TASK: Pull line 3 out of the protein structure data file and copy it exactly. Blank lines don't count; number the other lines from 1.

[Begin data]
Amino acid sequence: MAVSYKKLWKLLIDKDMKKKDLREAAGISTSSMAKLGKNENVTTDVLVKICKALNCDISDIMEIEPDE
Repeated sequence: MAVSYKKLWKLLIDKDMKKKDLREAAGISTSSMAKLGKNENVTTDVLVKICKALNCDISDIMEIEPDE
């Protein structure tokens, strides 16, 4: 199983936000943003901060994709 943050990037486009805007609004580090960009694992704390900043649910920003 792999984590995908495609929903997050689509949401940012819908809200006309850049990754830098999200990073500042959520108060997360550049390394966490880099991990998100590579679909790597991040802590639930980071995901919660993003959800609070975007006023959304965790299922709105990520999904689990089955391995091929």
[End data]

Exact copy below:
């Protein structure tokens, strides 16, 4: 199983936000943003901060994709 943050990037486009805007609004580090960009694992704390900043649910920003 792999984590995908495609929903997050689509949401940012819908809200006309850049990754830098999200990073500042959520108060997360550049390394966490880099991990998100590579679909790597991040802590639930980071995901919660993003959800609070975007006023959304965790299922709105990520999904689990089955391995091929």